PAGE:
Jody Corcoran: 'Varadkar a more unpopular Taoiseach than Enda Kenny'
As he wiles away his time in the wilds of Co Mayo, Enda Kenny must be scratching his head in befuddlement this weekend.
As he wiles away his time in the wilds of Co Mayo, Enda Kenny must be scratching his head in befuddlement this weekend.
Justice Minister Charlie Flanagan has said it is "unfair" to target the private home of a public person, after a protest was staged close to Taoiseach Leo Varadkar’s home in Dublin last night.
Justice Minister Charlie Flanagan has said it is "unfair" to target the private home of a public person, after a protest was staged close to Taoiseach Leo Varadkar's home in Dublin last night.
While it is necessary to have a strong government, not one that bends or breaks to each public...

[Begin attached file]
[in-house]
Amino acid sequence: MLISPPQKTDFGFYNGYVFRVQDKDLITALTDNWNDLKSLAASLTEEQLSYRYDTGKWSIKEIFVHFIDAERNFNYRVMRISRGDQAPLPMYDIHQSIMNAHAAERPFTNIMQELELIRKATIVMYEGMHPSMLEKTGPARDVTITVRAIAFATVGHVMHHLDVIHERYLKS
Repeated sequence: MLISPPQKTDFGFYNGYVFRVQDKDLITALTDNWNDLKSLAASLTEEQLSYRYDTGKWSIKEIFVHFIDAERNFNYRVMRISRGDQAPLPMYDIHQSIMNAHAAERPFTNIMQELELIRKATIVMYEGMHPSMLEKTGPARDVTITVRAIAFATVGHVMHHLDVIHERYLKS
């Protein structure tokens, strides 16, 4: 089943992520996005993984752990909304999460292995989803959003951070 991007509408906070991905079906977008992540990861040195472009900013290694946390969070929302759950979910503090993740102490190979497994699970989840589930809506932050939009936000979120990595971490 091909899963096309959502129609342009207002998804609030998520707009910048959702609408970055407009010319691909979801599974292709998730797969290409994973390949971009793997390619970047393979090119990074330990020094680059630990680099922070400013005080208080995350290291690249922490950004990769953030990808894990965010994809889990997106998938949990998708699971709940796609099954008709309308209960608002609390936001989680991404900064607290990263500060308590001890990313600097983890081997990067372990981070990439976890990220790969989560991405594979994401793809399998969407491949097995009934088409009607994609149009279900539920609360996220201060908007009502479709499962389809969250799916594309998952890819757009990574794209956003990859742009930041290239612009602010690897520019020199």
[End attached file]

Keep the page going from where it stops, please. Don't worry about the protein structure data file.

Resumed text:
Taoiseach Leo Varadkar has mounted a strong defence of the escalating cost of the National Children's Hospital, comparing it to "bad press"...
Let us leave aside for a moment Micheal Martin's statement that Fianna Fail's continued support of the Fine Gael-led minority Government was a decision taken in the "national interest" at a time of Brexit, other than to state at the outset that the decision is clearly in the national interest.
The Government is to establish a new corporate enforcement authority to replace the office which was heavily criticised for its investigation into former Anglo Irish Bank chairman, Sean FitzPatrick, the Sunday Independent can reveal.
As somebody who had Travellers live beside me throughout most of my formative years, I would like to answer the question that Peter Casey (and his supporters) have repeatedly asked to defend their singling out of Travellers for criticism during the presidential election and its aftermath.